November 03, 2014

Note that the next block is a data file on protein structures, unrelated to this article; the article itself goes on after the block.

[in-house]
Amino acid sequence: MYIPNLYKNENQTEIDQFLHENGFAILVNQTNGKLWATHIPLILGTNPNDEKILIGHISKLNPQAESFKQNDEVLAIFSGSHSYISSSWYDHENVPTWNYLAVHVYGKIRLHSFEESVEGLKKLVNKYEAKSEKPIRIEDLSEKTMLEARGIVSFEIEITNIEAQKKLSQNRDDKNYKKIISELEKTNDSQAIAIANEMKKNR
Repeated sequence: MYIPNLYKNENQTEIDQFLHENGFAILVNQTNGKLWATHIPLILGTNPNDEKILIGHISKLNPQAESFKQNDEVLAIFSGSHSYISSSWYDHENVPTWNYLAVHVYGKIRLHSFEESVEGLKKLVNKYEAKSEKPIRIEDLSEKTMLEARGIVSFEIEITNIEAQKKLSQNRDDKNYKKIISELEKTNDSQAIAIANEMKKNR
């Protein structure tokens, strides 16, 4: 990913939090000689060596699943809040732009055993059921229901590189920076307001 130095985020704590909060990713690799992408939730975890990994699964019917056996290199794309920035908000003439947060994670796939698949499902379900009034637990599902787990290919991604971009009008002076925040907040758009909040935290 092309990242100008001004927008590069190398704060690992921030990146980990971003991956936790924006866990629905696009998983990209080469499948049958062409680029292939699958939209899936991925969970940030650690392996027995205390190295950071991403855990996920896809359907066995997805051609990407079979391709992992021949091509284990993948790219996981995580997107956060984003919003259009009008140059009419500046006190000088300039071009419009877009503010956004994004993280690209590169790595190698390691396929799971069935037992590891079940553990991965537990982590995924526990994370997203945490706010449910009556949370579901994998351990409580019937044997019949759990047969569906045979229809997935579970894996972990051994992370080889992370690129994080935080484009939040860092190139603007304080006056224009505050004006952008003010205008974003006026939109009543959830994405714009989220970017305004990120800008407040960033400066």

For years, community banks have acquired loan participations to diversify their loan portfolio, deploy excess capital and manage the risks associated with individual lending relationships. As a result of the recent financial crisis and the FDIC’s loss-share program, many participating banks have found themselves participants in loans held by new and unknown lenders, i.e. the FDIC or real estate investment entities and financial institutions who purchased the debt of a failed bank through the lossshare program. For participating banks, these new “lead banks” create a climate of uncertainty, because in many cases the new lender’s goals for resolving a loan are not aligned with the participants’ goals. One particular area that has caused extensive litigation between these parties is when the new lender desires for a quick foreclosure and sale of the underlying collateral. As the “lead bank,” the new lender generally has the authority and discretion as to when and how to enforce and collect on the loan. Such a foreclosure and quick sale, however, often results in the loan participants receiving much less than their percentage of the loan obligation or the fair value of the underlying collateral. That result can have devastating effects on loan participants who do not enjoy the loss-share protection available to the lead lender. 

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